The Bigger Picture: Visual Archives and the Smithsonian
Posts tagged with: Politics/Government
On November 14, 1922, George Gustav Heye opened to the public the Museum of the American Indian, Heye Foundation in New York City to display his collection of Native American artifacts. Heye, a mining engineer, began collecting Native American artifacts while working in Arizona in 1896. The museum, founded in 1916, was located at Audubon Terrace and there was also a research branch in the Bronx where collections were available for research and study.
After Heye's death in 1957, the future of the museum was in doubt. Some thoughts were to transfer the collection to the American Museum of Natural History in New York or possibly for it to be purchased by businessman, H. Ross Perrot. Neither of these options came to pass.
It was not until the 1980s when discussions began with the Smithsonian that a home would be found for the Museum of the American Indian. On November 18, 1989, President George H. W. Bush signed legislation creating the National Museum of the American Indian as part of the Smithsonian. Today the museum consists of the George Gustave Heye Center in New York City (unfortunately because of Hurricane Sandy the Heye Center is temporarily closed), the Cultural Resources Center facility in Maryland, and the museum on the Mall in Washington, D.C.
- History of the National Museum of the American Indian, Smithsonian Institution Archives
In honor of Veteran's Day this coming weekend we want to take a look at the way the military has been represented at the Smithsonian, both in the past and present. Thank you to all the women and men who have served in the U.S. military forces, your sacrifice and service will be remembered. Please enjoy the slideshow.
- Ever worked for the federal goverment? If so, you'll find your personnel record at the National Personnel Records Center in St. Louis Missouri. [via Prologue, NARA]
- Icons of design and a favorite of Secretary S. Dillon Ripley, Charles and Ray Eames brought some new ideas to the Smithsonian. [via O San Can You See?, NMAH]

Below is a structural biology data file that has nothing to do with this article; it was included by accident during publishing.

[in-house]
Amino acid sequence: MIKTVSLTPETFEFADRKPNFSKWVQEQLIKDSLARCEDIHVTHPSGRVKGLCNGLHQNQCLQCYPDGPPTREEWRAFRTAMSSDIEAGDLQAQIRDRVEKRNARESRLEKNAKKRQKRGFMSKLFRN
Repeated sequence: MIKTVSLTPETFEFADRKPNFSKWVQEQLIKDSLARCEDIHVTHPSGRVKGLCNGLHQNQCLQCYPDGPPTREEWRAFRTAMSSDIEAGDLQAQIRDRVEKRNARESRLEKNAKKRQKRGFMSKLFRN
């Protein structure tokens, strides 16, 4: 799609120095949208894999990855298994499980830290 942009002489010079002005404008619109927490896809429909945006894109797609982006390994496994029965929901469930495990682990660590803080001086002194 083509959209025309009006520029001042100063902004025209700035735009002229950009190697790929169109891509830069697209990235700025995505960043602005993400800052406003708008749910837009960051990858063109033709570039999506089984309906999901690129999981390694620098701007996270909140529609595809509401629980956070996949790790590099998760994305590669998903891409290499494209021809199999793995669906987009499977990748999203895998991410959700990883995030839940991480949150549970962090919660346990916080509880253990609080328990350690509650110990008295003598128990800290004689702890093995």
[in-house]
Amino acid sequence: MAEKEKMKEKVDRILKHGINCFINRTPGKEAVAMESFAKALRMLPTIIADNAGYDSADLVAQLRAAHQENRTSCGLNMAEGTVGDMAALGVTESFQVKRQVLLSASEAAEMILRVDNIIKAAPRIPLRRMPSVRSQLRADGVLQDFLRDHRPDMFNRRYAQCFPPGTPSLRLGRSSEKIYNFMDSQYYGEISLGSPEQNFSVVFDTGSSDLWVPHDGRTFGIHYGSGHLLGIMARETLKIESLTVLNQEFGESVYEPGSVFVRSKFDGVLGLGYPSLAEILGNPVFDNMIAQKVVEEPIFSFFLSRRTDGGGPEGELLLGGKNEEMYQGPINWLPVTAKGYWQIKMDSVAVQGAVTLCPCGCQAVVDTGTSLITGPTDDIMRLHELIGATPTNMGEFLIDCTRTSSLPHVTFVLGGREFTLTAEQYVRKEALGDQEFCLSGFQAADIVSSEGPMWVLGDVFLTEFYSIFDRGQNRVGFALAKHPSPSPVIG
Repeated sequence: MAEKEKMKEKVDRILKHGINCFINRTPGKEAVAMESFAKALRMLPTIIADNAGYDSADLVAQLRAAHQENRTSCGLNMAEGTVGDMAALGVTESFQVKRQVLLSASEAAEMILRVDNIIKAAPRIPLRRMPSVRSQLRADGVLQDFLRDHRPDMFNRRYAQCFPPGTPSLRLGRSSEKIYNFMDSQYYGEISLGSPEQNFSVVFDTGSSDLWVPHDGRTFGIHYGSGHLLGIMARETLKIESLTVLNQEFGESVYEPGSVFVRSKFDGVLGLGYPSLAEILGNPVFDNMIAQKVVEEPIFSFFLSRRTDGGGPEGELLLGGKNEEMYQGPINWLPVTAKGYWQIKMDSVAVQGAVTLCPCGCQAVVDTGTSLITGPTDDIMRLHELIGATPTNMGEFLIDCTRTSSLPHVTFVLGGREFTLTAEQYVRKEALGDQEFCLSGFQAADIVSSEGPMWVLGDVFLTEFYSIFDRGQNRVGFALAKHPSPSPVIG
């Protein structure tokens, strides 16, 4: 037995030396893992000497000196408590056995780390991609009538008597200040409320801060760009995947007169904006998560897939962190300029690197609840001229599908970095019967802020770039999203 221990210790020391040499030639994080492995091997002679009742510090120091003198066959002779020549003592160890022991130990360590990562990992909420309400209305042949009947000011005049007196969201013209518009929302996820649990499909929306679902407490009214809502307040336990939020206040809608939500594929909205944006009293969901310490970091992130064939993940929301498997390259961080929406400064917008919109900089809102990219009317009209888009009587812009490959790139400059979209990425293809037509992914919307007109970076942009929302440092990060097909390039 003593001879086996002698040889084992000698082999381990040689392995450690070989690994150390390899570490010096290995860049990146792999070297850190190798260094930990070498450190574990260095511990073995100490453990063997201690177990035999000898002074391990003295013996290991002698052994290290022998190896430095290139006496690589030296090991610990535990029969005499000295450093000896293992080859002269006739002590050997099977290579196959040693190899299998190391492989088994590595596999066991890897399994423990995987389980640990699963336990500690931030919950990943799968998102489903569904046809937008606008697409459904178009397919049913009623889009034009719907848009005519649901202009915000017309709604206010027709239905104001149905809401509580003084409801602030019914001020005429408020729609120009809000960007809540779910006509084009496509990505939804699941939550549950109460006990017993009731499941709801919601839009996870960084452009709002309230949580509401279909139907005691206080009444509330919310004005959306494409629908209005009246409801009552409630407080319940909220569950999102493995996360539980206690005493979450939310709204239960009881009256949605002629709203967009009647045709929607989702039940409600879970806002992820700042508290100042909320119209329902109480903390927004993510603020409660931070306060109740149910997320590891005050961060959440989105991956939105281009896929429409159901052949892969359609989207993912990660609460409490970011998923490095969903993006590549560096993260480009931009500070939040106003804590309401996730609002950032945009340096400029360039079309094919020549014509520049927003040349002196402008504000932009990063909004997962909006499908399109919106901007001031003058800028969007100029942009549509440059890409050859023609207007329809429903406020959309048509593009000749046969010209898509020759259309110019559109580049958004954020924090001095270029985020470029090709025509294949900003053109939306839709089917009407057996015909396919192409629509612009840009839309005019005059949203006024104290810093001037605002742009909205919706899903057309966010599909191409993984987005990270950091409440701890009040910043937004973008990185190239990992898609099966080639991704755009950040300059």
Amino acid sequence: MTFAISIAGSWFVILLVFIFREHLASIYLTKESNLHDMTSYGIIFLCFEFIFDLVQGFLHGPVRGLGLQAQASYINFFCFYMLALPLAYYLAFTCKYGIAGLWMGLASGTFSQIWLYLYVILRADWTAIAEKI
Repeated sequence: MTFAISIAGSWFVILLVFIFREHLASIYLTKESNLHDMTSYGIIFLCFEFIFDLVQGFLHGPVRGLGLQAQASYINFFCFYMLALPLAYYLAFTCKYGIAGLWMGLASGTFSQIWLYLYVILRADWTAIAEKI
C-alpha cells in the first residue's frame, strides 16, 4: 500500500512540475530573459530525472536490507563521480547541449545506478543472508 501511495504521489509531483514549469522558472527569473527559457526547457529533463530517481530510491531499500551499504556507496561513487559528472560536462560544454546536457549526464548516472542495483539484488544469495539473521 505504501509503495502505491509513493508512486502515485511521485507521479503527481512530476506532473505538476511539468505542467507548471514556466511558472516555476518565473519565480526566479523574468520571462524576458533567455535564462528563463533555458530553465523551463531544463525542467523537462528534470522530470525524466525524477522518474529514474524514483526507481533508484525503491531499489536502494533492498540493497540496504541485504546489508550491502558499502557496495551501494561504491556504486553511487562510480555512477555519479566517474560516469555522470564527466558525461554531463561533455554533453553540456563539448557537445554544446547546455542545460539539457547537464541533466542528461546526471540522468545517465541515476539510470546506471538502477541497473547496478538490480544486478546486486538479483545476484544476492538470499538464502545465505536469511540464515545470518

- A beautiful thing, the Perkins School for the Blind Archives has made available online some of the correspondence of Helen Keller, her teacher Anne Sullivan and Sullivan’s mentor at Perkins School for the Blind, Michael Anagnos. [via InfoDocket]
- While many us will never need to store a petabyte of data, many cultural institutions around the world need to think about how to best store and preserve massive of amounts of data. [via The Signal: Digital Preservation, LOC]
- Want to know more about the flu? You're in luck, the University of Michigan Center for Medicine just released The American Influenza Epidemic of 1918-1919: A Digital Encyclopedia, an original, open access digital collection of archival, primary, and interpretive materials related to the history of the 1918-1919 influenza epidemic in the United States. [via InfoDocket]
- Terra cotta archivists and the book archives of the Internet Archive. A conversation with Brewster Kahle. [via InfoDocket]
- This week Brown University Library announced the launching of curio a new weekly blog, focusing on imaging rare, unusual, and intriguing objects. [via InfoDocket]
- In 1947, Polaroid disrupted the world of photography with its now iconic invention. Instant: The Story of Polaroid is an upcoming book tracing the rise and fall of Polaroid. [via core77]
- Our former intern and volunteer, Aly DesRochers, writes about the Greenwich Village Digital Archive and includes information on a useful interactive mapping platform. [via Courtney Esposito, SIA]
- Sadly, The Art of Video Games is no longer on view at the Smithsonian American Art Museum, but fortunately video games can be found in the collections of the Library of Congress. [via The Signal; Digital Preservation, LOC]
- Talk about service. North Carolina State University's James B. Hunt Jr. Library will be opening in a few months and will boast among other things the bookBot, a robotic automated delivery system that will deliver a book requested via the online catalog within 5 minutes of being requested. [via InfoDocket]
- Getting to the heart of a website - Crawling websites at the Library of Congress. [via The Signal; Digital Preservation, LOC]
- Avoiding conflicts of interest - The relationship between NARA and Wikipedia. [via NARAtions]
- With the election season in full swing, take a look back at past campaign commerials at: The Living Room Candidate: Presidential Campaign Commericals 1952-2012, from the Museum of the Moving Image. [via InfoDocket]